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Commentary: E-tailing goes mainstream

Online retailers have done a lot of work behind the scenes to make the Net a viable channel by addressing the problems that turned off consumers during e-tailing's first wave of popularity.

By Adam Sarner, Gartner Analyst

The numbers don't tell the real story with business-to-consumer commerce on the Web. Online retailers have done a lot of work behind the scenes to make the Internet a viable channel by addressing the problems that turned off consumers during e-tailing's first wave of popularity.

First, more reasonable expectations exist for Web commerce. Many dot-com companies had boasted that they would put traditional stores out of business. Remember all those Web grocers? Like many of their dot-com peers, most went out of business or were taken over by traditional grocers. They now form the online channel to complement physical supermarkets.

Likewise, e-tailers seldom think of themselves any more as the entire sales channel. However, they're not disappearing altogether. Instead, they form one part of a larger selling strategy.

Second, the Web channel strengthens other channels and makes a multichannel approach more effective. You can buy something online and return it at a store, or browse in a store and make the transaction online. The Web improves the buying process for consumers. When it's done right, retailers benefit from the multiple interactions with customers and potential customers.

See news story:
It's a happy holiday for e-tail sales
Third, retail Web sites have shown an enhanced ability to execute. They're doing a better job of fulfillment and dealing with tricky problems such as merchandise returns. They also are better at delivering on their promises to consumers. For the 2001 holiday shopping season, you won't see as many people complaining that the toys they bought for Christmas didn't show up or that duplicated orders went through. Web retailers have also begun to implement technology that improves their relationships with customers.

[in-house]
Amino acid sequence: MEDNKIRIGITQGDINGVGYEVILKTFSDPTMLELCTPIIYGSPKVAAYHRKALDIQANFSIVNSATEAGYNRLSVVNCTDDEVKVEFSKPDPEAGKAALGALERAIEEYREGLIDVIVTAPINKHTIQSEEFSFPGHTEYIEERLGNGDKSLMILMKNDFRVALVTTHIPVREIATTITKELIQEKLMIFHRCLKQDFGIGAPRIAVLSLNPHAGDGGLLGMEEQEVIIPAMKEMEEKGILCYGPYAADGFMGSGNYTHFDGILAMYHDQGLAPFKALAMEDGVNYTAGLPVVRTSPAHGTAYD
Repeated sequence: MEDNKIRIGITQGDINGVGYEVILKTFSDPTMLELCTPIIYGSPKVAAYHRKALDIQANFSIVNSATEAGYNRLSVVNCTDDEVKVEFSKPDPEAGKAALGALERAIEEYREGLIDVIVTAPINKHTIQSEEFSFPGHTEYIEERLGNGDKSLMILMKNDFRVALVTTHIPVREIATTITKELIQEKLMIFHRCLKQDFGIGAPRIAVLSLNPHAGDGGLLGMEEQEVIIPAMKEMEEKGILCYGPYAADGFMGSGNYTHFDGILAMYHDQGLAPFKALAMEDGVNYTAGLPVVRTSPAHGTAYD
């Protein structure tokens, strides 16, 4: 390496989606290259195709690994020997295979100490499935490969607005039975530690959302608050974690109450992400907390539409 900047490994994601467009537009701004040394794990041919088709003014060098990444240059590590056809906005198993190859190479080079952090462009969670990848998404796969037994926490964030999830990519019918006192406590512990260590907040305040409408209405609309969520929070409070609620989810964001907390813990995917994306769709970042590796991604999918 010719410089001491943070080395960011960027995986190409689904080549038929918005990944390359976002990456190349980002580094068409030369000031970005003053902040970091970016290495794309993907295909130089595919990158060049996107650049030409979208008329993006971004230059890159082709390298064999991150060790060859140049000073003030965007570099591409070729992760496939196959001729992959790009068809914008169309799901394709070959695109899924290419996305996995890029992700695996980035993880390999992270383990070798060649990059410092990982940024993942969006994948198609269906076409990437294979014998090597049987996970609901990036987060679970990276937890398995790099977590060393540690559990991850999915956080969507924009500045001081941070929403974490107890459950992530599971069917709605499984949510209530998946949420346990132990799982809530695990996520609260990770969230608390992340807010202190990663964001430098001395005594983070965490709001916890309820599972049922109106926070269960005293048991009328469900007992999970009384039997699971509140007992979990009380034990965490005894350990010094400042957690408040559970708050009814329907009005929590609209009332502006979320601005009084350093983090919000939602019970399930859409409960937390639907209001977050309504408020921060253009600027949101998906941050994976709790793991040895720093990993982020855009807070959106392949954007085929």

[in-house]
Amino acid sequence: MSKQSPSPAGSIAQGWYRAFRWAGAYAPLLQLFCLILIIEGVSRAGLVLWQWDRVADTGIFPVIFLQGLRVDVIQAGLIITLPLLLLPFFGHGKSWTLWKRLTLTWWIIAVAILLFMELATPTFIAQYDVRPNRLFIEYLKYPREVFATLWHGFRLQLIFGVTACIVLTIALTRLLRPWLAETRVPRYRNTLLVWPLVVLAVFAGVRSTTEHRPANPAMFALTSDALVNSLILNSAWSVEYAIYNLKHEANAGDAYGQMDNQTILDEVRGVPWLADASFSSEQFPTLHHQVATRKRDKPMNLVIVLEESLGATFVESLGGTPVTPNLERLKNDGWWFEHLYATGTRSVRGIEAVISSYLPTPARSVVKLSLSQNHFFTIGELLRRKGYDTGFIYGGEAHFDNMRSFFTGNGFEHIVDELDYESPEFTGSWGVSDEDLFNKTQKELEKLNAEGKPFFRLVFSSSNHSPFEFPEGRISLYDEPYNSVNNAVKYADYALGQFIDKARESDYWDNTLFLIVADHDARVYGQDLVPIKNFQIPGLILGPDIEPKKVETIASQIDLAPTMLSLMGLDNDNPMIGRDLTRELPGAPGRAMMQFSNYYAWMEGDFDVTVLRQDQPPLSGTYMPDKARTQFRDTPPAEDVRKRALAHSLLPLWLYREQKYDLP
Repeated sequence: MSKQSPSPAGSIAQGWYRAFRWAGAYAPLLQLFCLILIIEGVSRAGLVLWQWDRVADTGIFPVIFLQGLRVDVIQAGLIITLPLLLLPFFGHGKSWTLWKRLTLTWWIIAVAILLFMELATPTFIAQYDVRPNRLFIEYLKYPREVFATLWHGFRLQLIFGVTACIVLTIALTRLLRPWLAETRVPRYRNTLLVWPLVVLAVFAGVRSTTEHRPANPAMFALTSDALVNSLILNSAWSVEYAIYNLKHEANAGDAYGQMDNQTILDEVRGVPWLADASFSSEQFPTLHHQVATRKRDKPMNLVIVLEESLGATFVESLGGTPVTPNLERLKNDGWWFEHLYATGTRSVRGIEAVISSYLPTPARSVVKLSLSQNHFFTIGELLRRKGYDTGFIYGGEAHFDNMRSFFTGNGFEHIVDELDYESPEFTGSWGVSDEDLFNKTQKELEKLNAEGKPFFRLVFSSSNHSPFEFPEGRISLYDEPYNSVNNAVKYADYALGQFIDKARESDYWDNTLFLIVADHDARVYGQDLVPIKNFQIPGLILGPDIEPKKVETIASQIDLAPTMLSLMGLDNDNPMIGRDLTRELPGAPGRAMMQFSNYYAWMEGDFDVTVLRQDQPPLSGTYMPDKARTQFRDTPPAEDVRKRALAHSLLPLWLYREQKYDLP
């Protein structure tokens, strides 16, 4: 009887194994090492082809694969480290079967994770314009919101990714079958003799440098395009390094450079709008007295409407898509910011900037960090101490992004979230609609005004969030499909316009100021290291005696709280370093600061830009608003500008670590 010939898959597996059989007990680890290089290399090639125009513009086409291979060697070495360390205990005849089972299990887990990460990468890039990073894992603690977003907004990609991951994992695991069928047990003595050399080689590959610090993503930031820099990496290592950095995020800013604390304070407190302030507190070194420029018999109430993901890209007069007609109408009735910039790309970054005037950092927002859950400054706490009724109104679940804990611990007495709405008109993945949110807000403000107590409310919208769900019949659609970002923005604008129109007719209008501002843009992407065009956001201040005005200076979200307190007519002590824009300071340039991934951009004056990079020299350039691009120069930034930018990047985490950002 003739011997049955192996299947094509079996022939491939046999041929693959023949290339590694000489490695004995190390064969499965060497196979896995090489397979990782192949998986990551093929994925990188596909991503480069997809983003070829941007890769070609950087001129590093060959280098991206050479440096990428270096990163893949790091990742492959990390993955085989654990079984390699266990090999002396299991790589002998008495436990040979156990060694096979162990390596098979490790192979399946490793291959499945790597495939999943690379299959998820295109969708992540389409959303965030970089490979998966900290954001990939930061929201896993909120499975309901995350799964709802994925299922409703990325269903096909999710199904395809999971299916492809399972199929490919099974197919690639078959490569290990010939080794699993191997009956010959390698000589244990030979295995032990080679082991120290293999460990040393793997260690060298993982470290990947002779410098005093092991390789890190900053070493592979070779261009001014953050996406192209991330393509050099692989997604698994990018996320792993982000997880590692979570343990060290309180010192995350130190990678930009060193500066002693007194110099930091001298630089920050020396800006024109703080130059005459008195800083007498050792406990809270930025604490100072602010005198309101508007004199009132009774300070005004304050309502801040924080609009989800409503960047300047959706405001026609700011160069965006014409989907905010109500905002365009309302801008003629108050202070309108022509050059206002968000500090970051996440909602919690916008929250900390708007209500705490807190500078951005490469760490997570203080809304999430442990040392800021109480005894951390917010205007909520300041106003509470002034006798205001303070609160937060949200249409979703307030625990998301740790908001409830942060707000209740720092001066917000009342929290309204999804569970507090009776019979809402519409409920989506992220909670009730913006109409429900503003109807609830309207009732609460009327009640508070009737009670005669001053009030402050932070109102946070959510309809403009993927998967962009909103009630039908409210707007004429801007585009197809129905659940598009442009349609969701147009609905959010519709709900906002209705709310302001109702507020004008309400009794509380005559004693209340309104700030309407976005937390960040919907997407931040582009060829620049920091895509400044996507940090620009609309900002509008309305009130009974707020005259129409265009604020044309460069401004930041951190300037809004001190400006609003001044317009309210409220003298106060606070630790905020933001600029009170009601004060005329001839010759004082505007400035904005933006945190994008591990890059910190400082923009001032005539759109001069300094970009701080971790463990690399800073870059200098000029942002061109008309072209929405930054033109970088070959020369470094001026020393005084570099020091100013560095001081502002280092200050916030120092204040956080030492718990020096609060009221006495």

Consumers and retailers will rely on the Web as one of many channels that can be used to interact with each other. Accordingly, business-to-consumer companies should view the Web as a mainstream channel--not an experimental or standalone channel--and integrate the Web with physical stores, the call center and catalogs in a comprehensive channel strategy.

(For a related commentary on how better Web usability can boost online sales, see Gartner.com.)

Entire contents, Copyright ? 2001 Gartner, Inc. All rights reserved. The information contained herein represents Gartner's initial commentary and analysis and has been obtained from sources believed to be reliable. Positions taken are subject to change as more information becomes available and further analysis is undertaken. Gartner disclaims all warranties as to the accuracy, completeness or adequacy of the information. Gartner shall have no liability for errors, omissions or inadequacies in the information contained herein or for interpretations thereof.